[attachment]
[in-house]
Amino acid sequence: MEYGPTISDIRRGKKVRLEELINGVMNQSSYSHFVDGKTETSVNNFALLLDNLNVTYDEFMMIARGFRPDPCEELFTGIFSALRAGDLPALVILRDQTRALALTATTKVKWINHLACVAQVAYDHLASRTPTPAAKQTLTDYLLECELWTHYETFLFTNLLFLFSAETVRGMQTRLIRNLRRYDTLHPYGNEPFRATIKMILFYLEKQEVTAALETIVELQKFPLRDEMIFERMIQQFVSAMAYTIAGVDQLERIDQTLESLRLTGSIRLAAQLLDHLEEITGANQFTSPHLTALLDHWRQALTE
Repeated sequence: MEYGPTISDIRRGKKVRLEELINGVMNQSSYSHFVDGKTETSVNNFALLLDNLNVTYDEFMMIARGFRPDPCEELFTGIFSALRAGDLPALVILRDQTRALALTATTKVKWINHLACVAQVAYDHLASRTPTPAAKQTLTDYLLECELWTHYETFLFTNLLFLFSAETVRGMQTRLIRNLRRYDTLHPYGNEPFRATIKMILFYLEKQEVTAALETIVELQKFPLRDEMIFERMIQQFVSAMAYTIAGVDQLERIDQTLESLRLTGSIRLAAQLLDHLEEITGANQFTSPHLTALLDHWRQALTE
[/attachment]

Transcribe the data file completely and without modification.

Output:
[in-house]
Amino acid sequence: MEYGPTISDIRRGKKVRLEELINGVMNQSSYSHFVDGKTETSVNNFALLLDNLNVTYDEFMMIARGFRPDPCEELFTGIFSALRAGDLPALVILRDQTRALALTATTKVKWINHLACVAQVAYDHLASRTPTPAAKQTLTDYLLECELWTHYETFLFTNLLFLFSAETVRGMQTRLIRNLRRYDTLHPYGNEPFRATIKMILFYLEKQEVTAALETIVELQKFPLRDEMIFERMIQQFVSAMAYTIAGVDQLERIDQTLESLRLTGSIRLAAQLLDHLEEITGANQFTSPHLTALLDHWRQALTE
Repeated sequence: MEYGPTISDIRRGKKVRLEELINGVMNQSSYSHFVDGKTETSVNNFALLLDNLNVTYDEFMMIARGFRPDPCEELFTGIFSALRAGDLPALVILRDQTRALALTATTKVKWINHLACVAQVAYDHLASRTPTPAAKQTLTDYLLECELWTHYETFLFTNLLFLFSAETVRGMQTRLIRNLRRYDTLHPYGNEPFRATIKMILFYLEKQEVTAALETIVELQKFPLRDEMIFERMIQQFVSAMAYTIAGVDQLERIDQTLESLRLTGSIRLAAQLLDHLEEITGANQFTSPHLTALLDHWRQALTE